Toronto may raise false alarm fees
TORONTO—A proposal to increase the fees the city charges for false fire alarms may fan the flames of a controversy already underway about Toronto’s zero-tolerance false fire-alarm regulation.
Also, hiking the fees won’t be helpful to that Canadian city or its residents, predicts Stan Martin, executive director of the Security Industry Alarm Coalition.
“I believe Toronto will realize, like other cities that have tried to squeeze unreasonable fees and fines from citizens, that the effort will not yield the desirable results (of increased revenue),” Martin said in an email interview with Security Systems News.
He said that “citizens will either stop using devices that generate those signals or they will resist, delay, complain or just not pay ... leaving the city with large uncollected balances on the books and unhappy citizens—a loss-loss.”
Some residents of that Canadian city already have reportedly been disconnecting their fire alarms to avoid the high fines required by Toronto’s zero-tolerance regulation, passed in early 2010. The cost for a false alarm currently is $350 per truck, and three trucks routinely respond to each alarm, bringing the total fine to $1,050.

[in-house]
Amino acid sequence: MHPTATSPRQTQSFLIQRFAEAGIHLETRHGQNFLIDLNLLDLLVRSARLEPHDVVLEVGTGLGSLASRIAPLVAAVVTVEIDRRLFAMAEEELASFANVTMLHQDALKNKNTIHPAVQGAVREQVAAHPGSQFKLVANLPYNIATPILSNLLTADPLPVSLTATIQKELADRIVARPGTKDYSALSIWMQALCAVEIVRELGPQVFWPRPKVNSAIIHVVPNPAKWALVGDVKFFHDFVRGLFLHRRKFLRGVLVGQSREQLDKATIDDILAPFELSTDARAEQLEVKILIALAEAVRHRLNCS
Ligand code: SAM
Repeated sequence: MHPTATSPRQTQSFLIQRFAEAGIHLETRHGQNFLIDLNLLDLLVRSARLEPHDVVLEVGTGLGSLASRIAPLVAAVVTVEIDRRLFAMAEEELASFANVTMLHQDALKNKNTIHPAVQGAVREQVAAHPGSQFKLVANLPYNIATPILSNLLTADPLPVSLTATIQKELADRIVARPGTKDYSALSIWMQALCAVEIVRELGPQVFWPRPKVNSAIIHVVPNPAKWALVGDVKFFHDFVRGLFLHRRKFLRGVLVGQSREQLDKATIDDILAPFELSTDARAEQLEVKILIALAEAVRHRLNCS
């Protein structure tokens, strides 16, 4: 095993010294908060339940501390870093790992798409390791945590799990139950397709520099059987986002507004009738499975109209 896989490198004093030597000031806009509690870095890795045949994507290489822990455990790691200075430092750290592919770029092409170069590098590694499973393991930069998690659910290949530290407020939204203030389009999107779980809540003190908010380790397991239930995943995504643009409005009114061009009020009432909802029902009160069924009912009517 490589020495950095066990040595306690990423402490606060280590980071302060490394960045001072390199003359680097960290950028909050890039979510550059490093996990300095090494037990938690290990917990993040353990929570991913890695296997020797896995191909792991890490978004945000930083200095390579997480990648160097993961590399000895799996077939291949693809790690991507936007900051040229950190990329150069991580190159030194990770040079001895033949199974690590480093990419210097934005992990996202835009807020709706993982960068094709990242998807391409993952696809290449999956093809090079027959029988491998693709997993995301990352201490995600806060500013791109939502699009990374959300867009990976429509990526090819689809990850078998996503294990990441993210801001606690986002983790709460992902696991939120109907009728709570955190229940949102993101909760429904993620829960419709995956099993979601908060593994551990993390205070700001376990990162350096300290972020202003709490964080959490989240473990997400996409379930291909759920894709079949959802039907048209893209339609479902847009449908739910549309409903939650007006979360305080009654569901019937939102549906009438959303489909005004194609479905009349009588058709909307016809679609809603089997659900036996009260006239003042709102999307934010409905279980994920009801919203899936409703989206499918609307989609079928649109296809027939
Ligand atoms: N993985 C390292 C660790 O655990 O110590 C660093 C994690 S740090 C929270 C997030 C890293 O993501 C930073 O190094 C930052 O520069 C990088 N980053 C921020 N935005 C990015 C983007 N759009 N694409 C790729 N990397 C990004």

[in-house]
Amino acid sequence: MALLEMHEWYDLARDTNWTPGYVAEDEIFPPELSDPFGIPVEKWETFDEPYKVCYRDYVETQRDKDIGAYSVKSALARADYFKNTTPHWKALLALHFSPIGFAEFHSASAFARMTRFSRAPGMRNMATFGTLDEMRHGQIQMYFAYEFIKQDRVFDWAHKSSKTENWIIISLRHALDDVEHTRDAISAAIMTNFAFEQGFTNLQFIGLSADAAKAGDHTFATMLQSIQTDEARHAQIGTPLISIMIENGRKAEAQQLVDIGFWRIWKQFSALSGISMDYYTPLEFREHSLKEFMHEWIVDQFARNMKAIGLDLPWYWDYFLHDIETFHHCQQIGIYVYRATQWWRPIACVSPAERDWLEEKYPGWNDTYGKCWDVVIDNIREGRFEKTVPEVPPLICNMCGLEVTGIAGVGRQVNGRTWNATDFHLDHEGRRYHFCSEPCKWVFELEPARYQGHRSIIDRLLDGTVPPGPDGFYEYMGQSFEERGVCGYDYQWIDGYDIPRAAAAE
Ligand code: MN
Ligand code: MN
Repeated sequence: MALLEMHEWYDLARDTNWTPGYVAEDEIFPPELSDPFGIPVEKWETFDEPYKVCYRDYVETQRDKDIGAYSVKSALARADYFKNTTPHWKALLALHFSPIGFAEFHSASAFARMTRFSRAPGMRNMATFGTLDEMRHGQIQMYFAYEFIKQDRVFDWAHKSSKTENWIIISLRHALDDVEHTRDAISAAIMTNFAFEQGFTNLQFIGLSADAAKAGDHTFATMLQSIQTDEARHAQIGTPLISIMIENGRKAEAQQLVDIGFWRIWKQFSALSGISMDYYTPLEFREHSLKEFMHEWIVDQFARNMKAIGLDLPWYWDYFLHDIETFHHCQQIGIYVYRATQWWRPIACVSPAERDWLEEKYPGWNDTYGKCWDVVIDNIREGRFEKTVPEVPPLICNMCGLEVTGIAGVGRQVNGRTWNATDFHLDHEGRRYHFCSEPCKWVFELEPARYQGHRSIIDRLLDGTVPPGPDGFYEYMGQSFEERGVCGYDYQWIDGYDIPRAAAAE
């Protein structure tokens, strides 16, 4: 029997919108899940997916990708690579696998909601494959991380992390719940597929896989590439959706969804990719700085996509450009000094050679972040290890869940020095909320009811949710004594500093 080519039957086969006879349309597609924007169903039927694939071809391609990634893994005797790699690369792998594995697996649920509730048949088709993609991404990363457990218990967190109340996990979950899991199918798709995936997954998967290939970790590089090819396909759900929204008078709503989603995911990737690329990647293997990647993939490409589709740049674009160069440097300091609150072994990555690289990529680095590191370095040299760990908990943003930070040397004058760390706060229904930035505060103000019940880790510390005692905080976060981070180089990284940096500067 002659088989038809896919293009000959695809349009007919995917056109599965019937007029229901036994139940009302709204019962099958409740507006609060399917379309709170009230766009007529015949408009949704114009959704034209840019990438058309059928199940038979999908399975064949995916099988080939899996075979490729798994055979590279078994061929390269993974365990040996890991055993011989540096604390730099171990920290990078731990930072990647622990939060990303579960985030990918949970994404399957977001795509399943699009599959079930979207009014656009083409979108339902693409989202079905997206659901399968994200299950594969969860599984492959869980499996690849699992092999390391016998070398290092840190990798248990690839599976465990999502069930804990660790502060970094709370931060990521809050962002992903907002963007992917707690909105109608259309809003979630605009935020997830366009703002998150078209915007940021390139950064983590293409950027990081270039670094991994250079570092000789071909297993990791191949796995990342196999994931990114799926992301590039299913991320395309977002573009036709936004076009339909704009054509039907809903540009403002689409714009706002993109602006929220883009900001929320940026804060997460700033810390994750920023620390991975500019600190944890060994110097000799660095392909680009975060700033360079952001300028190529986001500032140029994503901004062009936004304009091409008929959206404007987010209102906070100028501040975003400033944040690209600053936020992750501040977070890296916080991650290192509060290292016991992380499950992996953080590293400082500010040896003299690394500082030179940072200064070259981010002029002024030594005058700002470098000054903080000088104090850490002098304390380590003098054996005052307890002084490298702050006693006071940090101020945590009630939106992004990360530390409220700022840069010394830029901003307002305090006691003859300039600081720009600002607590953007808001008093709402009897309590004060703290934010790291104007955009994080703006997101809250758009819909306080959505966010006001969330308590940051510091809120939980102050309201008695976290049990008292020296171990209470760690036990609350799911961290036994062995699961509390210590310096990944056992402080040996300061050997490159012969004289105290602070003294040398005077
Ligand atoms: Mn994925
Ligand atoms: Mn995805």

But now those fines could climb even higher, because a newly proposed budget item calls for boosting the rate from $350 to $410 per hour per vehicle dispatched. That would bring the total fine for the dispatch of three trucks to $1,230.
A city budget briefing says that the recommended change will result in more than $1.9 million in additional revenues for the city in 2011 if the city has the same volume of calls as it did in 2010.
The fee hike is being proposed at the same time a city councillor is leading an effort to relax the city's regulation to allow residents one free false alarm per year.
Councillor Gloria Lindsay Luby told SSN that members of the City Council didn’t realize when they passed the zero-tolerance regulation last year how hard it would hit city residents. She said she knows of four or five in her ward who have unplugged their alarms out of fear they’d face the hefty fines.
Luby has been working recently to persuade the City Council to go back to a previous regulation passed in 2006 that would allow residents one free false alarm per year. “That way I think we do away with all the issues,” Luby said.
Council subcommittees were expected to review Luby’s proposal and the budget proposals in mid-January and send their recommendations to the full council for consideration in mid-February